• CSAs will cause you to hone your cooking skills! “My only gripe about participating in the CSA is that I feel like I’m cooking ALL the time!” Kara said. “I’ve found that the chief motivating factor for changing my eating habits is that I can’t stand to see food spoil. So filling my refrigerator with lots of fresh veggies has actually been a very good thing for me. Yes, I spend lots of hours cooking. But in doing so, I’m learning that there are lots of great recipes out there that make foods that I would normally avoid—like collard greens—taste really, really good. I thought I was a fairly healthy eater before, but by this constant consumption of vegetables, I’ve actually lost a few pounds because I’m too full to eat much else!” Tina agreed, adding “Although I’m a lazy cook, I’m finding most everything can be eaten raw, roasted or baked in the oven or stir-fried – by itself or with other veggies. This definitely works for me. I’m also learning to eat anything that’s a leaf, such as the leaves attached to beets or bok choy. Just throw them in a salad or in a pot to steam and wilt. Add olive oil and/or butter, salt and pepper, and a bit of vinegar or citrus, and it’s guaranteed to be tasty.”
    • You’ll grow a relationship with your farmer! “He seems to really care about his produce and takes the time to communicate with his subscribers to share recipes and encourage feedback,” Tina said. Kaye added, “I really appreciate the detailed information we get about each week’s harvest. He sends us photos of the vegetables to help us identify them, and he also sends photos of the harvesting/planting activities. That makes it much easier to view the produce as something that comes from the earth—not just from the grocery store. He also provides sample recipes for people like me who may be clueless as to how to prepare unfamiliar vegetables.”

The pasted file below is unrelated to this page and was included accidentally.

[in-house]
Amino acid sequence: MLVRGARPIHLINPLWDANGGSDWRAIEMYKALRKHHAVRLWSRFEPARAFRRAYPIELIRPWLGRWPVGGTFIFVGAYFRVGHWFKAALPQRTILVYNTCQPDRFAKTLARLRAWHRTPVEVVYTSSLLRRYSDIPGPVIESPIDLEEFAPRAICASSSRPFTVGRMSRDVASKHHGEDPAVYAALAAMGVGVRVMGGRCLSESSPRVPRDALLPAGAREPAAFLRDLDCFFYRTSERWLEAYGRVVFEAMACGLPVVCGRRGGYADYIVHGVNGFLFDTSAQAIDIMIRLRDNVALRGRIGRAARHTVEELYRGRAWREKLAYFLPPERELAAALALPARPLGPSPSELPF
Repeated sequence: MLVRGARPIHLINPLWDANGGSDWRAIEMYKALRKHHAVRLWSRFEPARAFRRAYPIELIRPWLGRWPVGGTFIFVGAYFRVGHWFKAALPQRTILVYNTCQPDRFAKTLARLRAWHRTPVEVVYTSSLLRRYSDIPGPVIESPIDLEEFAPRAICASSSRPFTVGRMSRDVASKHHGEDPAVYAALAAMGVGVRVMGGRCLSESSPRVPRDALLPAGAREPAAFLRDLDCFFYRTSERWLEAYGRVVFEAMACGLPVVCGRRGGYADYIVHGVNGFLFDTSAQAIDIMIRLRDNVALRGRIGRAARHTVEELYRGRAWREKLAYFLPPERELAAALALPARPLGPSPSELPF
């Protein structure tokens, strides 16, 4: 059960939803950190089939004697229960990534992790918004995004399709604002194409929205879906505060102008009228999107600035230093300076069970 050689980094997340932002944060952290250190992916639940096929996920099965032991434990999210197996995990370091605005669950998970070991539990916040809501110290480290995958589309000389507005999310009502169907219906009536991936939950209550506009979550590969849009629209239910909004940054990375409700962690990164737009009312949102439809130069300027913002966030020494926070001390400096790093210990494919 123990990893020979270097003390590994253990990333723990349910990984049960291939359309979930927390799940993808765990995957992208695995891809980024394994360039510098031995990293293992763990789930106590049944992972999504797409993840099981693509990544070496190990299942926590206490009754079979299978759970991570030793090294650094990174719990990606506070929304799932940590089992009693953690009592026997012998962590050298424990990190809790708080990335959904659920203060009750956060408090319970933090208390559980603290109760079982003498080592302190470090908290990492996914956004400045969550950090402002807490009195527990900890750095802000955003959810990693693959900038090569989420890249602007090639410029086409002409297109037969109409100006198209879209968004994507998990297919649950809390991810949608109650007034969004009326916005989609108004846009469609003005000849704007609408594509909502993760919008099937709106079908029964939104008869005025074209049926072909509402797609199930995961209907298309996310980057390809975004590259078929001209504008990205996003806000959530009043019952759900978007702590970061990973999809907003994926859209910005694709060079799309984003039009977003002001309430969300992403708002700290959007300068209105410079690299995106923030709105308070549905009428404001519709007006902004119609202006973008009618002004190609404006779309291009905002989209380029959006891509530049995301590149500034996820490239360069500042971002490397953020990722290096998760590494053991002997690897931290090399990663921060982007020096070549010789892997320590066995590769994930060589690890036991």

• You’ll constantly be gobsmacked! “Imagine my surprise cutting into a beet that was pink and white striped, a carrot that was burgundy on the outside and orange on the inside,” Tina said. And yes, she ended up liking them

    So consider giving a CSA membership to your Valentine this year. The weekly stash, which could range from cauliflower to mizuna to kale to broccoli) will be one of the most valuable – and definitely more tasty – presents you've ever given!


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    Throughout February, writers from many of HealthCentral' s communities are writing about sex, romance and the other relationships in your lives and how they interact with your condition. Check out our special Valentine's Day area - new posts will be added every week!

Published On: February 01, 2012